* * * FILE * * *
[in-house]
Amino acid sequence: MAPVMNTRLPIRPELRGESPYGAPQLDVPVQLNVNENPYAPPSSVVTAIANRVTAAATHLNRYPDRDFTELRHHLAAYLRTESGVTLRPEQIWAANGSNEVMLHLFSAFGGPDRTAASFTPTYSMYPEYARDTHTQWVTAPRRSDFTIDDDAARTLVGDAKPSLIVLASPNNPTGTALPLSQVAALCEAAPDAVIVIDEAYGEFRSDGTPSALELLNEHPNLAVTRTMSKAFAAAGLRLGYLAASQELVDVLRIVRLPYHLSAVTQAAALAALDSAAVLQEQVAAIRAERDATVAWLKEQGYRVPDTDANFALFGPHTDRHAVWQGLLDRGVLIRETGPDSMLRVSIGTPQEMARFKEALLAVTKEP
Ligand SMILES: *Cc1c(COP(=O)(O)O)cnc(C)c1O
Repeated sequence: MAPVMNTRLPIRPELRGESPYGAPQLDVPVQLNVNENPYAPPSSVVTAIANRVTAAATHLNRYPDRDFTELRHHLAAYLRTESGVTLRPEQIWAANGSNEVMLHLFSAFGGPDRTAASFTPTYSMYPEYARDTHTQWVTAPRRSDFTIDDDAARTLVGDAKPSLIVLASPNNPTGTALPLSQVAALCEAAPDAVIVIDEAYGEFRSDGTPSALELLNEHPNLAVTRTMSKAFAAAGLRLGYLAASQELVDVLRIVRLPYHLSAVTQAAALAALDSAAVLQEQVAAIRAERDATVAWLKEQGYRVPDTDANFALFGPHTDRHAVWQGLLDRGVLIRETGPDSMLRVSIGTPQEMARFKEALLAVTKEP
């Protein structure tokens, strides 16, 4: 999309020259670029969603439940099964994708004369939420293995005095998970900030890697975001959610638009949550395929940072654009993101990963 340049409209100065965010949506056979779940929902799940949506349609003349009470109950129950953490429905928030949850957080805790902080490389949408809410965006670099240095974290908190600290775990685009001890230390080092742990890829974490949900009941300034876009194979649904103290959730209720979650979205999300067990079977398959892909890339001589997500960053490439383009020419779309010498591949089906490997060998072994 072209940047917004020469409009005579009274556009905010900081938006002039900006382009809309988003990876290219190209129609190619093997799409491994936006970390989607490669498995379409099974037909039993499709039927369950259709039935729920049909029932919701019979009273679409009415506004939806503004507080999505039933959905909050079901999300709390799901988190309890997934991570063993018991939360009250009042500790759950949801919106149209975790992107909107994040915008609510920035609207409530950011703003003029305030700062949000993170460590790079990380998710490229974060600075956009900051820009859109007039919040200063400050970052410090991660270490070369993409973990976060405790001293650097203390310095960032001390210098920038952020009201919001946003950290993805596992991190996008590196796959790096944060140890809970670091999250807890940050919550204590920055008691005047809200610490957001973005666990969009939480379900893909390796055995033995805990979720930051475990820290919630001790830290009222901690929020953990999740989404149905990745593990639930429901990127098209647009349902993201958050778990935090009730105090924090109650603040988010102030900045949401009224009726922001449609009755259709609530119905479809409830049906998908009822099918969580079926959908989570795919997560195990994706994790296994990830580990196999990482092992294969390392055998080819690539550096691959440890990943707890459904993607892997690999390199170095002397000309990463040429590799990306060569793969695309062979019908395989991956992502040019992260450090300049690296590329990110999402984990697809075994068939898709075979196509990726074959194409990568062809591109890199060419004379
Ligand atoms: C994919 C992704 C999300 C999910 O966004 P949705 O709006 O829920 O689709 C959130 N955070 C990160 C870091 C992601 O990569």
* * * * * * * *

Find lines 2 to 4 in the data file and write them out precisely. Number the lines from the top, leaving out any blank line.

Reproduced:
Amino acid sequence: MAPVMNTRLPIRPELRGESPYGAPQLDVPVQLNVNENPYAPPSSVVTAIANRVTAAATHLNRYPDRDFTELRHHLAAYLRTESGVTLRPEQIWAANGSNEVMLHLFSAFGGPDRTAASFTPTYSMYPEYARDTHTQWVTAPRRSDFTIDDDAARTLVGDAKPSLIVLASPNNPTGTALPLSQVAALCEAAPDAVIVIDEAYGEFRSDGTPSALELLNEHPNLAVTRTMSKAFAAAGLRLGYLAASQELVDVLRIVRLPYHLSAVTQAAALAALDSAAVLQEQVAAIRAERDATVAWLKEQGYRVPDTDANFALFGPHTDRHAVWQGLLDRGVLIRETGPDSMLRVSIGTPQEMARFKEALLAVTKEP
Ligand SMILES: *Cc1c(COP(=O)(O)O)cnc(C)c1O
Repeated sequence: MAPVMNTRLPIRPELRGESPYGAPQLDVPVQLNVNENPYAPPSSVVTAIANRVTAAATHLNRYPDRDFTELRHHLAAYLRTESGVTLRPEQIWAANGSNEVMLHLFSAFGGPDRTAASFTPTYSMYPEYARDTHTQWVTAPRRSDFTIDDDAARTLVGDAKPSLIVLASPNNPTGTALPLSQVAALCEAAPDAVIVIDEAYGEFRSDGTPSALELLNEHPNLAVTRTMSKAFAAAGLRLGYLAASQELVDVLRIVRLPYHLSAVTQAAALAALDSAAVLQEQVAAIRAERDATVAWLKEQGYRVPDTDANFALFGPHTDRHAVWQGLLDRGVLIRETGPDSMLRVSIGTPQEMARFKEALLAVTKEP